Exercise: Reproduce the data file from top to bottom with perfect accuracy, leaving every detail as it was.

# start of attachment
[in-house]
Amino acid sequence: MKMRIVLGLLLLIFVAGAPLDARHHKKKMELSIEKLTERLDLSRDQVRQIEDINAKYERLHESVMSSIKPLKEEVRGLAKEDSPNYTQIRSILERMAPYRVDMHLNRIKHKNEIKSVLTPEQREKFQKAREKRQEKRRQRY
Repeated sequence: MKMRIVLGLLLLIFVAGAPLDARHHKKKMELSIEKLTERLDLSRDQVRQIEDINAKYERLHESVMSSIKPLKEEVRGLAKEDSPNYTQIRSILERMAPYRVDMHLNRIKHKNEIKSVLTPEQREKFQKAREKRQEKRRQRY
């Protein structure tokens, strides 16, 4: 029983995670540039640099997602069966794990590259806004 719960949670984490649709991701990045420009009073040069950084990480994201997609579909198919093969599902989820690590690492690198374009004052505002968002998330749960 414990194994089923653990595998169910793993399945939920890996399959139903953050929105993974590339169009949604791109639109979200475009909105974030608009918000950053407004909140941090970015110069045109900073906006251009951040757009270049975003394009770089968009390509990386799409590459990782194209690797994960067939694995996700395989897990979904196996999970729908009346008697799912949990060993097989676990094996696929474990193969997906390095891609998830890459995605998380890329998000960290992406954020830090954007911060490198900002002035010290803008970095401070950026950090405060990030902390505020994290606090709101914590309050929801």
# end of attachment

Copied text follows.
[in-house]
Amino acid sequence: MKMRIVLGLLLLIFVAGAPLDARHHKKKMELSIEKLTERLDLSRDQVRQIEDINAKYERLHESVMSSIKPLKEEVRGLAKEDSPNYTQIRSILERMAPYRVDMHLNRIKHKNEIKSVLTPEQREKFQKAREKRQEKRRQRY
Repeated sequence: MKMRIVLGLLLLIFVAGAPLDARHHKKKMELSIEKLTERLDLSRDQVRQIEDINAKYERLHESVMSSIKPLKEEVRGLAKEDSPNYTQIRSILERMAPYRVDMHLNRIKHKNEIKSVLTPEQREKFQKAREKRQEKRRQRY
């Protein structure tokens, strides 16, 4: 029983995670540039640099997602069966794990590259806004 719960949670984490649709991701990045420009009073040069950084990480994201997609579909198919093969599902989820690590690492690198374009004052505002968002998330749960 414990194994089923653990595998169910793993399945939920890996399959139903953050929105993974590339169009949604791109639109979200475009909105974030608009918000950053407004909140941090970015110069045109900073906006251009951040757009270049975003394009770089968009390509990386799409590459990782194209690797994960067939694995996700395989897990979904196996999970729908009346008697799912949990060993097989676990094996696929474990193969997906390095891609998830890459995605998380890329998000960290992406954020830090954007911060490198900002002035010290803008970095401070950026950090405060990030902390505020994290606090709101914590309050929801």